It seems like a reasonable move. The iPhone 4S was released in mid-October while the iPhone 5 was released in late September. Are these intentional 11-month cycles to eventually pull the iPhone back to mid-summer? If so, August is a perfect month for the iPhone 5S.
In addition, in line with other S-variant iPhones, the change from the prior model to the S will be minimal on the outside. Think iPhone 3G to 3GS, and iPhone 4 to 4S. Externally, there will be little changed. In fact, the report said, the only significant changes will be an improved camera and the requisite better processor.
If it sounds a little lame, we doubt that iPhone fanatics will care much. We'd expect to see tweaks here and there, such as in the earlier S models.
As if that wasn't enough to gird your pocketbook for, Apple is reportedly preparing an iPad refresh, as well, and another quick one that might serve to annoy folks. The iPad 3 to iPad 4 refresh was only a span of eight months, and that drew a lot of criticism, already. This would be a far shorter period: Apple would ship the iPad 5 in April, meaning only about five months would have passed since the iPad 4.
What's interesting is that iMore -- who supplied both sets of rumors on Tuesday -- said "We're really not sure what to make of that (April date) yet."
Taking a look at these two rumors, the iPhone 5S rumor makes a lot of sense. As we said, it seems apparent that Apple wants to move the annual iPhone launch back to the summer. In addition, we've see other such summer next-generation iPhone rumors over the past few months.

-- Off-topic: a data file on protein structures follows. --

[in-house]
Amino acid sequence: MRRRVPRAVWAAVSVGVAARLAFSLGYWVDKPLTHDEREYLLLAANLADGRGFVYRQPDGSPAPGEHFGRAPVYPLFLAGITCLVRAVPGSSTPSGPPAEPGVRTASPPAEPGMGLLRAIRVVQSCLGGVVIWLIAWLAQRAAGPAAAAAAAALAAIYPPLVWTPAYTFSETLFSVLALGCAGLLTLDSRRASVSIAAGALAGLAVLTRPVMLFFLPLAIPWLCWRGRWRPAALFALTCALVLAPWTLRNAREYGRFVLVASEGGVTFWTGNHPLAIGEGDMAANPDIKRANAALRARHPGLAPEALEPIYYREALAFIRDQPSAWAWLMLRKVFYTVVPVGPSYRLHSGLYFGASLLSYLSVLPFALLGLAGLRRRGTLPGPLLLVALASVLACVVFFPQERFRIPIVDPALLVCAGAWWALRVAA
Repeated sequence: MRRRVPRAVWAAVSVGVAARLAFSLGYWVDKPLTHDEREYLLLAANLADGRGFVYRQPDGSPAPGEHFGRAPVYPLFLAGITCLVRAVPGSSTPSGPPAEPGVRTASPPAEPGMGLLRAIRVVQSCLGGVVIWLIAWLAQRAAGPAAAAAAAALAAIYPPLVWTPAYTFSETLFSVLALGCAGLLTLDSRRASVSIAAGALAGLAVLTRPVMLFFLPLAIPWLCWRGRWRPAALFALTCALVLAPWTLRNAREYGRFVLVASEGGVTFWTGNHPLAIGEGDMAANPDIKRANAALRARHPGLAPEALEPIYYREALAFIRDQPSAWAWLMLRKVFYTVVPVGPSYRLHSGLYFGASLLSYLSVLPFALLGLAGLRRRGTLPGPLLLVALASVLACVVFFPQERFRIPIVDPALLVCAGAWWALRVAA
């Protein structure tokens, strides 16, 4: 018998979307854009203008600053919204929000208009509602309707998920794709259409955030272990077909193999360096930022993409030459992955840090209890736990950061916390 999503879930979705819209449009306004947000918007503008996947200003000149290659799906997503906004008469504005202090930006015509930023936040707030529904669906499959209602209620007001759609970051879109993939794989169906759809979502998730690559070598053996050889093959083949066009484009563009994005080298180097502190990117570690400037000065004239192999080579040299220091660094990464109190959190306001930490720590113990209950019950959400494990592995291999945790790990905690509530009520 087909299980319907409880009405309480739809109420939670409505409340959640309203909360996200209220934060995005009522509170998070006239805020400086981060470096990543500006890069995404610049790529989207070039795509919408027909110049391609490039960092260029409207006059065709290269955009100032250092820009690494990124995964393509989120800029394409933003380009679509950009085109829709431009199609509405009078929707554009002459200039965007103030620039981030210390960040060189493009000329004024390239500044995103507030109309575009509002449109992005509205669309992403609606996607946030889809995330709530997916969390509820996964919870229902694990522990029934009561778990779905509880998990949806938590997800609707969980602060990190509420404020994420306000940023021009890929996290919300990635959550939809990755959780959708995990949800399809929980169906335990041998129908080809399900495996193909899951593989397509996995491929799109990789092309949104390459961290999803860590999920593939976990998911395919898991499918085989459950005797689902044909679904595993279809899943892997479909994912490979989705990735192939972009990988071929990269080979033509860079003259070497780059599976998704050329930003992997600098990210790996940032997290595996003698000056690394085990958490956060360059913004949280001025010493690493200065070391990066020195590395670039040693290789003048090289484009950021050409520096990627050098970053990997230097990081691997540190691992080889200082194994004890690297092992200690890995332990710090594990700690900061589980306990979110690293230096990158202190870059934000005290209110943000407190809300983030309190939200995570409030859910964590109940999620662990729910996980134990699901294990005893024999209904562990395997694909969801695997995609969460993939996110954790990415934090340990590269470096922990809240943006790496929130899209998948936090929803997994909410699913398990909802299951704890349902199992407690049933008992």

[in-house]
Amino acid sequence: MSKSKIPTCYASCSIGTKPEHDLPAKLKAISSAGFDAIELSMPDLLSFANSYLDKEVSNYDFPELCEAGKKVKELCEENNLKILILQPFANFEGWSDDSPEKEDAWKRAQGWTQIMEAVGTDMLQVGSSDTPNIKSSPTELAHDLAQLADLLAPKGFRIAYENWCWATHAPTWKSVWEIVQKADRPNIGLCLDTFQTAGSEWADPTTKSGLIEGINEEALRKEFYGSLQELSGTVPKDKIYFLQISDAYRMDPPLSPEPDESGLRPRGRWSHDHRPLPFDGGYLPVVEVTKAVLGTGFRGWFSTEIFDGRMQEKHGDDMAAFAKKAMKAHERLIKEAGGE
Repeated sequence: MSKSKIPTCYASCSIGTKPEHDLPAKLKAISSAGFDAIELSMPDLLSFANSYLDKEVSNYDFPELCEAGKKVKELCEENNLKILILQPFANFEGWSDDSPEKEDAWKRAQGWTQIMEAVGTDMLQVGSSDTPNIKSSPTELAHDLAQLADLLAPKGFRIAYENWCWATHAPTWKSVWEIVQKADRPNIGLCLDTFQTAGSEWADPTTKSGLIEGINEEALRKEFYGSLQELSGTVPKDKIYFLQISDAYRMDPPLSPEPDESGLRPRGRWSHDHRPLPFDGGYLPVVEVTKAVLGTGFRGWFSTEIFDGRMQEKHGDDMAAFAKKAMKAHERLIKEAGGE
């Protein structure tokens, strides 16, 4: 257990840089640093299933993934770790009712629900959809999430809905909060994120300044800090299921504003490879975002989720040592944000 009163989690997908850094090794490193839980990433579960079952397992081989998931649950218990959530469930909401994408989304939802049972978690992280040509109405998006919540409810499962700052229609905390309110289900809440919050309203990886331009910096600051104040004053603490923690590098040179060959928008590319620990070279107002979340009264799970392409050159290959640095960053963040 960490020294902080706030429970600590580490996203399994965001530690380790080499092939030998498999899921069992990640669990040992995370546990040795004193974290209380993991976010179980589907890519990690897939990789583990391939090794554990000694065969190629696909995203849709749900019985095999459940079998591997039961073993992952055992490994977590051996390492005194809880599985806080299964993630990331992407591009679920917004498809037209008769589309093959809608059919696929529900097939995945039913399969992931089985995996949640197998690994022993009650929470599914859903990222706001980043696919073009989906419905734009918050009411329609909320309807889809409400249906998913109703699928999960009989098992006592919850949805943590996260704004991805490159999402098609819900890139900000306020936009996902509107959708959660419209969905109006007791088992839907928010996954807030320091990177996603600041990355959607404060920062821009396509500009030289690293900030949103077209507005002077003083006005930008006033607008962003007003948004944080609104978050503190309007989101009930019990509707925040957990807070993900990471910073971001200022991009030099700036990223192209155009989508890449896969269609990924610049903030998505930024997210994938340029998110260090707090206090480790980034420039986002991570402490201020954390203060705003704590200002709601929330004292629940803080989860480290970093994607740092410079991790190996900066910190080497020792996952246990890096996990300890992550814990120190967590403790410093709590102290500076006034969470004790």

For one, KGI Securities' Ming-Chi Kuo projects that the new iPhone will be announced in June and reach the market in July, and that -- as noted by this new report -- it will be minimally changed from the iPhone 5.
However, the iPad 5 rumor seems to come out of thin air. Apple is unlikely to release the iPad 5 so soon after the November release of the fourth-generation model and March 2012 debut of the third-generation version. The iPad 3 almost seems like an orphan; Apple continued to sell the iPad 2 after the introduction of the iPad 4, instead of shifting the "cheap model" to the iPad 3.
It's possible, though pure speculation, that Apple did so because the build cost of the iPad 3 hadn't come down enough yet.
Meanwhile, it's been thought that Apple would move to co-releases of the iPad and iPad mini. However, it seems that the iPad mini's Retina display is not ready to hit the market, and Apple is still enjoying healthy sales of the current model.